Syria (MNN) — For only the second time in the nearly 2-year Syrian civil war, the U.N. refugee agency completed an aid delivery Thursday.
The trucks delivered 15,000 blankets and 10,000 tents to an Internally Displaced People (IDP) camp near the Syrian-Turkish border in the country's northwest. However, the reception was surprisingly cool. Jeff Palmer with Baptist Global Response explains, "There were ties to other factions out there. People perceived where the aid was coming from, so they actually refused the shipment of the aid."
He goes on to clarify, "The men were the ones who rejected the aid. The women wanted it, but the men said, ‘You bombed us out of our homes, and now you try to give us tents."
The plight of the IDPs is desperate, and costs are skyrocketing. "A liter of fuel is going at $10: that's $40 a gallon. A little package of pita bread, which is a staple food that they would eat in that part of the world: going for $4, for seven small pieces."
In fact, the increasing ferocity of the fighting and the lack of a clear cut "enemy" add up to an untenable choice. Palmer says, "It's really getting serious and more desperate on the inside. Actually, for some of those coming out and getting into the camps–even though those are bad situations: they're much better off than those staying in."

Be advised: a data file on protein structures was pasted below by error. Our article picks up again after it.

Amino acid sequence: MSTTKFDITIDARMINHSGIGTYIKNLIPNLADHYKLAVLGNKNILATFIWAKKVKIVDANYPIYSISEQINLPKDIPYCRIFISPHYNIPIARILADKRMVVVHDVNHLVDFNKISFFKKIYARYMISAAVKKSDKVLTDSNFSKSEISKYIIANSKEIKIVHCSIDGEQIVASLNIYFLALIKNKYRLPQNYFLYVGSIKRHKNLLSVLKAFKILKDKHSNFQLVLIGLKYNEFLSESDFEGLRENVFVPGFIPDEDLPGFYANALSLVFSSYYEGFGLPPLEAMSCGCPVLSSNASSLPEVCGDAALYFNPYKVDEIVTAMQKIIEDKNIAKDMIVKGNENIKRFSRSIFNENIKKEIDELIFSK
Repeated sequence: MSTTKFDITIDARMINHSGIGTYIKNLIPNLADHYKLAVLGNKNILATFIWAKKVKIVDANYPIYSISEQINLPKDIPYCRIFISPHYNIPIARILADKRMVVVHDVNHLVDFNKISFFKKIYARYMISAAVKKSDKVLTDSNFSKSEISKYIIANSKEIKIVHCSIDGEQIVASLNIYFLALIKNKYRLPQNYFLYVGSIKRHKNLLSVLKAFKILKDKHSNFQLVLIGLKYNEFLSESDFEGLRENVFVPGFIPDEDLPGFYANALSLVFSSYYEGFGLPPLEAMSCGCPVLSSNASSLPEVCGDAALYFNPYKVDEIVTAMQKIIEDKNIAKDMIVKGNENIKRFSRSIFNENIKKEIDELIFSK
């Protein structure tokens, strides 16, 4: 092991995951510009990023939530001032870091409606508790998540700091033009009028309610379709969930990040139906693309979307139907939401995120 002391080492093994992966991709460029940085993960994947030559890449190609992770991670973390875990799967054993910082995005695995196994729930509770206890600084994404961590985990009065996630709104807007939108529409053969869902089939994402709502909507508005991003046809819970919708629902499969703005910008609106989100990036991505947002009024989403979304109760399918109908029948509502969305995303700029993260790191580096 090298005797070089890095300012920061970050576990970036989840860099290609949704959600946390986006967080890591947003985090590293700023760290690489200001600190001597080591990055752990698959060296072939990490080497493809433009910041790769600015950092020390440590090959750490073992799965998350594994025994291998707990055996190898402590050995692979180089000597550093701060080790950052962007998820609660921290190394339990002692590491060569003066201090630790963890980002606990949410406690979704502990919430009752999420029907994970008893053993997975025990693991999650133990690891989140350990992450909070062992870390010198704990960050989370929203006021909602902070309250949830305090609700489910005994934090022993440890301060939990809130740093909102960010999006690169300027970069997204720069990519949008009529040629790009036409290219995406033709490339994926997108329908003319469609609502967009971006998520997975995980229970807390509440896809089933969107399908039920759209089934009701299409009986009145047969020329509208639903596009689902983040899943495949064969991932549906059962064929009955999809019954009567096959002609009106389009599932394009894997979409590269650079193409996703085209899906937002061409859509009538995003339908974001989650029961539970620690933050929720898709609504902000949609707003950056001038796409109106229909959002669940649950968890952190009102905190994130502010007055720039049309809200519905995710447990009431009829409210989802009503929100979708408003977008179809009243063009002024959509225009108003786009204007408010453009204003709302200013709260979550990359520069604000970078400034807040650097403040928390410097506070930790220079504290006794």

In neighboring countries, the refugee numbers continue to grow, with 814,677 Syrians now either registered as refugees or awaiting registration. This figure comprises 273,908 in Lebanon; 252,706 in Jordan; 177,387 in Turkey; 88,143 in Iraq; 16,195 in Egypt; and 6,338 in North Africa.
Since the start of 2013 the number of refugees registered has been rising at an average rate of more than 5000 people per day. Palmer says with the upsurge of refugees, there has to be expansion of their response. "We actually have one place that we are in right now, and we have about three other areas outside, working with refugees. As of last week, we're moving to a number of places inside the country because, again, when you look outside, you're approaching maybe a million refugees. Inside, you're looking at two to three million, in terms of displaced folks."
If there is a silver lining in the shroud of Syria, Palmer says it's the spiritual openness. "In the midst of all of this hopelessness, people are looking for answers. They're looking for hope. We have a chance to give them hope–physically–with food, with warm clothing, with shelter. Also our partners are able to give them eternal hope in the message that is found in the Gospel."
In fact, Christian relief workers say, God is moving in remarkable ways. "Most of the stuff on the inside of the country is going through national believers. They're our contacts; we're working with them. We're providing the resources to help their people, and they're going to be sharing."